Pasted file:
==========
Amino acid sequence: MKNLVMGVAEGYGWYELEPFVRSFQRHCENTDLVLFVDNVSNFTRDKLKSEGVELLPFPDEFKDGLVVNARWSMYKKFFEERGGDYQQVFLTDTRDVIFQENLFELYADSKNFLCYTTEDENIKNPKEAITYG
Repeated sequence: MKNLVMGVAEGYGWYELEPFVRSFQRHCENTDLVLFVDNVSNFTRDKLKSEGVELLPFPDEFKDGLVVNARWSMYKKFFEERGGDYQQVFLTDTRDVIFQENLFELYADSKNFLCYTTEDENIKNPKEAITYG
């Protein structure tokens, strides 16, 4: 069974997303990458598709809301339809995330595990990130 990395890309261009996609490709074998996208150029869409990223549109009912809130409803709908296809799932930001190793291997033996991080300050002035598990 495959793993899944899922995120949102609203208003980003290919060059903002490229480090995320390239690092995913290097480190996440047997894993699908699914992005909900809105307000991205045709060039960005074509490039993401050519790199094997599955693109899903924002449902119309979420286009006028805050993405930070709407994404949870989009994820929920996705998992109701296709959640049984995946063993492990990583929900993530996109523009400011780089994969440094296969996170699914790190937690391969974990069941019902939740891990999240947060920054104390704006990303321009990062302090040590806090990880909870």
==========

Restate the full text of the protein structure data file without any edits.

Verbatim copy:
Amino acid sequence: MKNLVMGVAEGYGWYELEPFVRSFQRHCENTDLVLFVDNVSNFTRDKLKSEGVELLPFPDEFKDGLVVNARWSMYKKFFEERGGDYQQVFLTDTRDVIFQENLFELYADSKNFLCYTTEDENIKNPKEAITYG
Repeated sequence: MKNLVMGVAEGYGWYELEPFVRSFQRHCENTDLVLFVDNVSNFTRDKLKSEGVELLPFPDEFKDGLVVNARWSMYKKFFEERGGDYQQVFLTDTRDVIFQENLFELYADSKNFLCYTTEDENIKNPKEAITYG
């Protein structure tokens, strides 16, 4: 069974997303990458598709809301339809995330595990990130 990395890309261009996609490709074998996208150029869409990223549109009912809130409803709908296809799932930001190793291997033996991080300050002035598990 495959793993899944899922995120949102609203208003980003290919060059903002490229480090995320390239690092995913290097480190996440047997894993699908699914992005909900809105307000991205045709060039960005074509490039993401050519790199094997599955693109899903924002449902119309979420286009006028805050993405930070709407994404949870989009994820929920996705998992109701296709959640049984995946063993492990990583929900993530996109523009400011780089994969440094296969996170699914790190937690391969974990069941019902939740891990999240947060920054104390704006990303321009990062302090040590806090990880909870």